The Iranian Foreign Ministry spokesman says the establishment of favorable ties between Iran and Egypt requires time, as the internal situation in the North African country needs to be stabilized following its 2011 revolution.
“If we want the Iran-Egypt ties to officially reach a favorable level, which is expected by the people of both countries, we should have patience,” said Ramin Mehmanparast on Sunday.
Referring to the developing bilateral ties between Tehran and Cairo, Mehmanparast said we are in a transition from a very low level of ties to a favorable condition, and for achieving this condition, we should pass through the stages gradually and in consideration of Egypt’s internal situation.
“It has been declared by Iran on numerous occasions that we have no restrictions on establishing ties with Egypt and that we are ready to resume the relations, but the internal situation in this country (Egypt) is not yet prepared,” Mehmanparast pointed out.
The Iranian diplomat noted that the resumption of tourism ties can lay the groundwork for the expansion of trade and economic ties between Iran and Egypt.
Iran severed its diplomatic ties with Egypt after the 1979 Islamic Revolution because Egypt had signed the Camp David Accords with the Israeli regime and offered asylum to Iran’s deposed monarch, Mohammad Reza Pahlavi.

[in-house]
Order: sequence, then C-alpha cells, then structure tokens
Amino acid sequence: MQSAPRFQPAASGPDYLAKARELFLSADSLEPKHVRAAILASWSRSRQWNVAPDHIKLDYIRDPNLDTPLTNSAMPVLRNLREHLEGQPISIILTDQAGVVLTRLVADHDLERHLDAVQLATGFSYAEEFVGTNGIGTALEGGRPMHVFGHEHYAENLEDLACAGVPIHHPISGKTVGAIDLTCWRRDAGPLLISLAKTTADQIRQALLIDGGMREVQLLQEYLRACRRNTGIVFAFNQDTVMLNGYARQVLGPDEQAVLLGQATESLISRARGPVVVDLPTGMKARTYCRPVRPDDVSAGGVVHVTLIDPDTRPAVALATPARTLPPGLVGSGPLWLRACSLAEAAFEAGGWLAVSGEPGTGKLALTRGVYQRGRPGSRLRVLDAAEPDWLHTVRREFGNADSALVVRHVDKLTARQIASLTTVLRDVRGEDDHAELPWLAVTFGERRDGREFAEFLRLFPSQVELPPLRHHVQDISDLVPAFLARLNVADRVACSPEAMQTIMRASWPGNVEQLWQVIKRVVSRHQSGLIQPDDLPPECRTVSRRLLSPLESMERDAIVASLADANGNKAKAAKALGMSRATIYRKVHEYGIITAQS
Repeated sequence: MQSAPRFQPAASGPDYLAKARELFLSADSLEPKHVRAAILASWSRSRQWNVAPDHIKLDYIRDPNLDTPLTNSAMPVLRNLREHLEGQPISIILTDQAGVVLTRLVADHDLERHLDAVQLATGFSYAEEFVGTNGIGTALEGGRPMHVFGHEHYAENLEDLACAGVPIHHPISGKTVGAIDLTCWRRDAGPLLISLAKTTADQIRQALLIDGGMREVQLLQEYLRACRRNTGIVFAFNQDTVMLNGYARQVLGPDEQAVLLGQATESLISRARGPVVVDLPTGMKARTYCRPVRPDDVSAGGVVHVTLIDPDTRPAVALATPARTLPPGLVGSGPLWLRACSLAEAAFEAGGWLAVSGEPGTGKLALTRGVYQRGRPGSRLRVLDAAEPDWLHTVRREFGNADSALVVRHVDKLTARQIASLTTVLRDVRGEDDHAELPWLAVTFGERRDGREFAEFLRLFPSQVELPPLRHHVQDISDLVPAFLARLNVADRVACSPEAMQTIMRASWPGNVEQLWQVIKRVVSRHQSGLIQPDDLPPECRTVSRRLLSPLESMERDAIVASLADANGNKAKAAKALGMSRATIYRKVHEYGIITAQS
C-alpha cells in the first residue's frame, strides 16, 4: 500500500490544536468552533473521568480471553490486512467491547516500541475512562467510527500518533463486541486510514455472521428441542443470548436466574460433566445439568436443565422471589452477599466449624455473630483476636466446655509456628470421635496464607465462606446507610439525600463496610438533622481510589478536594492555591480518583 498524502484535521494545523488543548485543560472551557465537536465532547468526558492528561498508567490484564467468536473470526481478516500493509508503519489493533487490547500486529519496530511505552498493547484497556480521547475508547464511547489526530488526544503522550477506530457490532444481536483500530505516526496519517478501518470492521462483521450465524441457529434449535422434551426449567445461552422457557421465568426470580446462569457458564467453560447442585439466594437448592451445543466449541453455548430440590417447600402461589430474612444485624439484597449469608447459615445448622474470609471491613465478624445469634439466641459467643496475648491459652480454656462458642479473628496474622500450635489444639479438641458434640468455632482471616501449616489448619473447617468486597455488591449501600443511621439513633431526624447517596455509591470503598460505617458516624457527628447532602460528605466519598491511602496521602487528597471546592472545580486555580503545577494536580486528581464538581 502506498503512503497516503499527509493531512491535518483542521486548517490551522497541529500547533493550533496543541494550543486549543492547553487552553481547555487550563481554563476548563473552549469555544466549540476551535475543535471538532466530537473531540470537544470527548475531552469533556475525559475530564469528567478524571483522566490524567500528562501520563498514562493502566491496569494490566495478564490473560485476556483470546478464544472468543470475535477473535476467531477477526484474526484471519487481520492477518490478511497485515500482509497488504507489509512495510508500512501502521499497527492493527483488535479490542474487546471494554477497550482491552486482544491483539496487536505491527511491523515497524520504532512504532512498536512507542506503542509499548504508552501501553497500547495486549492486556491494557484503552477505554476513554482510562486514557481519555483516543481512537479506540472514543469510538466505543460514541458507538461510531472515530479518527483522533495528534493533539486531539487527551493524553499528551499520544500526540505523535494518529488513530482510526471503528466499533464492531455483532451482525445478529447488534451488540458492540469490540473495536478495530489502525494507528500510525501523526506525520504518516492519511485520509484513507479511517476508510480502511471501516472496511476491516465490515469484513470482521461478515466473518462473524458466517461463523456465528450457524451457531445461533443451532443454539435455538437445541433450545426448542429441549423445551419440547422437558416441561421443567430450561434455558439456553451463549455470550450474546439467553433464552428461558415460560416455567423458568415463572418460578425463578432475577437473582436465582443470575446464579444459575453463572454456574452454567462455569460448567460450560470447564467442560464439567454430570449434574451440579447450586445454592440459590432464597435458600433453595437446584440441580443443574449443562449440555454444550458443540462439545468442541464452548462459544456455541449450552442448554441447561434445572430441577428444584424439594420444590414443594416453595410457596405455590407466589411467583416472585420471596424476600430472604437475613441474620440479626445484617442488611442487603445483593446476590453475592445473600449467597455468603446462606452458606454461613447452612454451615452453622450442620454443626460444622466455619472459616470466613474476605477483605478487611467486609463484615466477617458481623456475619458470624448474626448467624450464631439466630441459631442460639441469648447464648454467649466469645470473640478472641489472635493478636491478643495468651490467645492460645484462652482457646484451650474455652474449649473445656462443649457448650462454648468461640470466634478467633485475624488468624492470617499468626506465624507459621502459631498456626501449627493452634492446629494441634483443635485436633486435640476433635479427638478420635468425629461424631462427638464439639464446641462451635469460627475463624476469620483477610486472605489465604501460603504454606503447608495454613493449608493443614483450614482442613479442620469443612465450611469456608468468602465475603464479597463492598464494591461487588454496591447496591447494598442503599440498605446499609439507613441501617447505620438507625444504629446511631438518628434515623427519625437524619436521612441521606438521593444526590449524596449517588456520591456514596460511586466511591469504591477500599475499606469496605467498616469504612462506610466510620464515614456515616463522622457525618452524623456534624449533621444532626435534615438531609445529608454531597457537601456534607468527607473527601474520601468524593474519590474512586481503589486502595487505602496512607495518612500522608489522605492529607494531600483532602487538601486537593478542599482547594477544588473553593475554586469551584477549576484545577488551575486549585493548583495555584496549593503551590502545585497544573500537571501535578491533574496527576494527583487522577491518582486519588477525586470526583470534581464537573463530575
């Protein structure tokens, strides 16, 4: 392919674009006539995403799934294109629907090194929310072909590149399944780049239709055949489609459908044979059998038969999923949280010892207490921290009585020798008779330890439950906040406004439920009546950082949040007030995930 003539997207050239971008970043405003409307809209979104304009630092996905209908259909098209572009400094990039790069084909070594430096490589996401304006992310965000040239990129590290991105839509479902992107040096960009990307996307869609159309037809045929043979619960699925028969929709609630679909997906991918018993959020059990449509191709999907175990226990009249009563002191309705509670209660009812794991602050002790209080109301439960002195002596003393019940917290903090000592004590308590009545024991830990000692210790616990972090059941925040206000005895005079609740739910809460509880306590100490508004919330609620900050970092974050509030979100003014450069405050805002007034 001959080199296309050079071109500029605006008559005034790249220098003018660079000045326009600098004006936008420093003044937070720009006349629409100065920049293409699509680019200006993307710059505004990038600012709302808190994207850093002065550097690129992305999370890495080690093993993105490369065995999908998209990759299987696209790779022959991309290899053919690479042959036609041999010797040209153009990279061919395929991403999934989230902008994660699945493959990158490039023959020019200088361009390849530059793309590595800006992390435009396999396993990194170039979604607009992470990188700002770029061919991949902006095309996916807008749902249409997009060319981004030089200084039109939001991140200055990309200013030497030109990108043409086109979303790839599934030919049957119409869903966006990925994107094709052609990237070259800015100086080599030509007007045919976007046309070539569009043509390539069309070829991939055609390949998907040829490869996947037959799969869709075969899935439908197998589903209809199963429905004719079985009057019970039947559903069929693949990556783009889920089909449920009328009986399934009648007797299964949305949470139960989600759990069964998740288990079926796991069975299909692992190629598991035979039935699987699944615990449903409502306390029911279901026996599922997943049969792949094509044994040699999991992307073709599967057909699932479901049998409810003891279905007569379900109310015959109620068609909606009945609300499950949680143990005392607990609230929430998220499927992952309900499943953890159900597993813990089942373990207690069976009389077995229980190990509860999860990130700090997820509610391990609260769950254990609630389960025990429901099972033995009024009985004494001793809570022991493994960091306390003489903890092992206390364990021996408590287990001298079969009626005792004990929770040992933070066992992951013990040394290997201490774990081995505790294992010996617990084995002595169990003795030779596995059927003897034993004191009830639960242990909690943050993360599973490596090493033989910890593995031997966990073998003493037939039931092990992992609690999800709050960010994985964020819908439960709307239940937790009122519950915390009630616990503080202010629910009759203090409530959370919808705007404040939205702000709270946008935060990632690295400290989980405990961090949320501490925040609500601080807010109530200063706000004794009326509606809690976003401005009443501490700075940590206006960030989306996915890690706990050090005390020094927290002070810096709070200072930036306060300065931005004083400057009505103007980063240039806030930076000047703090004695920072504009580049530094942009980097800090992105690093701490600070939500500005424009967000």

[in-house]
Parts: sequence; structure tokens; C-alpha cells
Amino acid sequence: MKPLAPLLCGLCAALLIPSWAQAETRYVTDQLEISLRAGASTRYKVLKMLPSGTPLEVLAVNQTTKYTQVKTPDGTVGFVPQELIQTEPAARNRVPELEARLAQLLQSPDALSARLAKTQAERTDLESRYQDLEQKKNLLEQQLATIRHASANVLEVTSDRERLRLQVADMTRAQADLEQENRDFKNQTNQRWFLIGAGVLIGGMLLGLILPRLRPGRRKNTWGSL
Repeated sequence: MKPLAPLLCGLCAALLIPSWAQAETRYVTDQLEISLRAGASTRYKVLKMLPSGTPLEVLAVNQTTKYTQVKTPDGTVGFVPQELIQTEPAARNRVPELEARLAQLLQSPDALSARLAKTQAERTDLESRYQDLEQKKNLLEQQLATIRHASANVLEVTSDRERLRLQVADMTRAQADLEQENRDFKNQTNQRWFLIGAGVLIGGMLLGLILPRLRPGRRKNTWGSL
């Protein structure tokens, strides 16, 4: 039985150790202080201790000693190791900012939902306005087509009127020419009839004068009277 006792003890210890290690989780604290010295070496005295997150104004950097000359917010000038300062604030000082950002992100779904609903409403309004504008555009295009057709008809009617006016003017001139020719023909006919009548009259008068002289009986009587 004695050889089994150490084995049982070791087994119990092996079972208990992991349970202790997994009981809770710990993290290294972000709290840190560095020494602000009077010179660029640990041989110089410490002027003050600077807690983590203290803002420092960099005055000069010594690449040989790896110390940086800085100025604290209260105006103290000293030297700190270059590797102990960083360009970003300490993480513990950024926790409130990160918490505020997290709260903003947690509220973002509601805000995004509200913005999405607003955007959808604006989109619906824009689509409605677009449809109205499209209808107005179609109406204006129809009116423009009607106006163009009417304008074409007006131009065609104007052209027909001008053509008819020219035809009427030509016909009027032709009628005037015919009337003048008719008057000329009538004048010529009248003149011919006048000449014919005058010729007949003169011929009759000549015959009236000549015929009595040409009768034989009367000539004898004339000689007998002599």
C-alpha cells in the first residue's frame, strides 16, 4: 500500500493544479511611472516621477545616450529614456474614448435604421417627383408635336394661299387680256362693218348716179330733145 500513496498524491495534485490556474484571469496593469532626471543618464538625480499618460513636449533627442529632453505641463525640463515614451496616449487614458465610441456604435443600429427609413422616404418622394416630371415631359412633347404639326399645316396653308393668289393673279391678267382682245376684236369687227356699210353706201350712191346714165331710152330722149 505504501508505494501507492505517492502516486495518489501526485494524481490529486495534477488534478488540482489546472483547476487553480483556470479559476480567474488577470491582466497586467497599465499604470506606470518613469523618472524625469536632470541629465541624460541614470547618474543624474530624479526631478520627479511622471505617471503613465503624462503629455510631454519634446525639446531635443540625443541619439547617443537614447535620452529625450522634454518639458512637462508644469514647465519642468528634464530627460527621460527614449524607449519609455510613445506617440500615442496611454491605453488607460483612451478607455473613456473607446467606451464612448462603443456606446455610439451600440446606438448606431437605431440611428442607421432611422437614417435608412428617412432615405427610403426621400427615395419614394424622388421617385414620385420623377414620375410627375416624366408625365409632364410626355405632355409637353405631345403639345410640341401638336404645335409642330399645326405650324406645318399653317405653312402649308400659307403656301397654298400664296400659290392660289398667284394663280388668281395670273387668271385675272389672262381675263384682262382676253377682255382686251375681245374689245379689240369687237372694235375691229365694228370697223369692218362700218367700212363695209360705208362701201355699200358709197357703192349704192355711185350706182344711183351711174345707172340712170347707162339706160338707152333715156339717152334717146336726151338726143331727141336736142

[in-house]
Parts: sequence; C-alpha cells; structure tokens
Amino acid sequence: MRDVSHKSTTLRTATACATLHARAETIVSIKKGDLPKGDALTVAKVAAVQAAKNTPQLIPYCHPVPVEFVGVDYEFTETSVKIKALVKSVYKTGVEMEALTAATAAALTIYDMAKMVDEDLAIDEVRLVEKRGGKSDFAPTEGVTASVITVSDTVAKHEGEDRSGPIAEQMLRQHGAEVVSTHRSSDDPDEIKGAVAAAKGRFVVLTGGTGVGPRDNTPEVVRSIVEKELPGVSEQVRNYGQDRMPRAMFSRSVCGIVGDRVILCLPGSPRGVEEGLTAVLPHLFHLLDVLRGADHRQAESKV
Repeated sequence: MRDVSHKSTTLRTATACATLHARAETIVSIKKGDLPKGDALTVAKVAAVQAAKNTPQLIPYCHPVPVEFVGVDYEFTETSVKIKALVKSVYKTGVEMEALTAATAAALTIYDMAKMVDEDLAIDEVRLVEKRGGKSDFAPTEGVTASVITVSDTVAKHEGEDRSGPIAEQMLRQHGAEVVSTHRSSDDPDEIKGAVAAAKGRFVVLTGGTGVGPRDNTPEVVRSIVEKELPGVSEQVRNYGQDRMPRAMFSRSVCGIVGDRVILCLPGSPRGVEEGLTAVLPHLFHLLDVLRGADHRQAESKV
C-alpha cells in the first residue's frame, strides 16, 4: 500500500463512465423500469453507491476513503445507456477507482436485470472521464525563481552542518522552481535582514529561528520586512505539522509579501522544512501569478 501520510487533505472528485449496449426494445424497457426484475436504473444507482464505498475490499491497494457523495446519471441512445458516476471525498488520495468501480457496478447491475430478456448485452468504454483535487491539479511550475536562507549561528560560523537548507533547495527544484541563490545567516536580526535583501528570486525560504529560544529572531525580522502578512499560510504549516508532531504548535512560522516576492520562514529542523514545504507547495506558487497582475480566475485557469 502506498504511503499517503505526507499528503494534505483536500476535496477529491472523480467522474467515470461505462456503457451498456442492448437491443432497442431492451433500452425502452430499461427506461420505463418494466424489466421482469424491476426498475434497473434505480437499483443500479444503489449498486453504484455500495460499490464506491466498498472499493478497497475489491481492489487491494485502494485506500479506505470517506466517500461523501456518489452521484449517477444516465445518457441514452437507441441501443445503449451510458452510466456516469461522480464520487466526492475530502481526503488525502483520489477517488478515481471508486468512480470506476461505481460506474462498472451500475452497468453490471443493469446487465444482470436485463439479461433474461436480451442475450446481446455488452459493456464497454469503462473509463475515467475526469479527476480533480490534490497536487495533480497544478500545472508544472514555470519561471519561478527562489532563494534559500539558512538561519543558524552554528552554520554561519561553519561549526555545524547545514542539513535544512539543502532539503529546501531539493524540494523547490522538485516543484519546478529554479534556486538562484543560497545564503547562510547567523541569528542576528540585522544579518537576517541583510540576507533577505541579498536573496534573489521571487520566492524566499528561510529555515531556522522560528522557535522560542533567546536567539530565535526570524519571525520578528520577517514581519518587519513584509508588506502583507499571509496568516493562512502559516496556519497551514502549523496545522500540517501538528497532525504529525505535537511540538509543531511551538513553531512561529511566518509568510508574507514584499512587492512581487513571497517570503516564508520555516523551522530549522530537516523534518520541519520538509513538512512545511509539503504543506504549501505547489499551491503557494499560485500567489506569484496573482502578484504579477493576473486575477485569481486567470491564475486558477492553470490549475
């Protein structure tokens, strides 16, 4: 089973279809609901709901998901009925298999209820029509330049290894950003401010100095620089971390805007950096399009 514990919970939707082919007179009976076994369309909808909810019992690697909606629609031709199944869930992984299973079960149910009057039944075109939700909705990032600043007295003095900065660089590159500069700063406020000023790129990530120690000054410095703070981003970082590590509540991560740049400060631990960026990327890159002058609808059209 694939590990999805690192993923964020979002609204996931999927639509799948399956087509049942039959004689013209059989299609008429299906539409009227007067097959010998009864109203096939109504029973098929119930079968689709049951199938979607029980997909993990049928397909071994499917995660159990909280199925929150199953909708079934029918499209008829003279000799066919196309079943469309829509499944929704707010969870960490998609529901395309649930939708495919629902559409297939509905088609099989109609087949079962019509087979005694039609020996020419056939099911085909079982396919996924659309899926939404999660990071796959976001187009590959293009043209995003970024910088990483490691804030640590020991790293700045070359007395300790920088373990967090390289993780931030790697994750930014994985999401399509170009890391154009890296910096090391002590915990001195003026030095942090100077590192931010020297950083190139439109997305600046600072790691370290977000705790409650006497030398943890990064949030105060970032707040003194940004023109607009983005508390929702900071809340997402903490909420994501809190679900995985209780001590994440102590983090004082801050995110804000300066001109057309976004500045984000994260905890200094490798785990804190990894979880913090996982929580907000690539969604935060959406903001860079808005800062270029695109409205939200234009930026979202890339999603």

Bilateral relations, however, have been on the mend following the 2011 Egyptian revolution that resulted in the ouster of the country’s dictator, Hosni Mubarak.
The unrest in Syria
Touching upon Iran’s red lines about Syria, Mehmanparast said, “We defend the rights of the Syrian people and we believe that all countries should move toward asserting the rights of nations.”
It is up to each nation to decide about its rights and nobody is entitled to decide for the Syrian nation and impose its views on them, the Iranian diplomat said.
Mehmanparast warned that if arming the opposition forces becomes a norm, Syrian-style crises can immediately spill over into the entire Middle East.
Certain Western countries and their regional allies continue to openly support the militants in Syria, the majority of whom are foreign nationals.
The unrest in Syria began in March 2011, and many people, including large numbers of soldiers and security personnel, have been killed in the violence.
The Syrian government says that the chaos is being orchestrated from outside the country.
By Press TV
The Iran Project is not responsible for the content of quoted articles.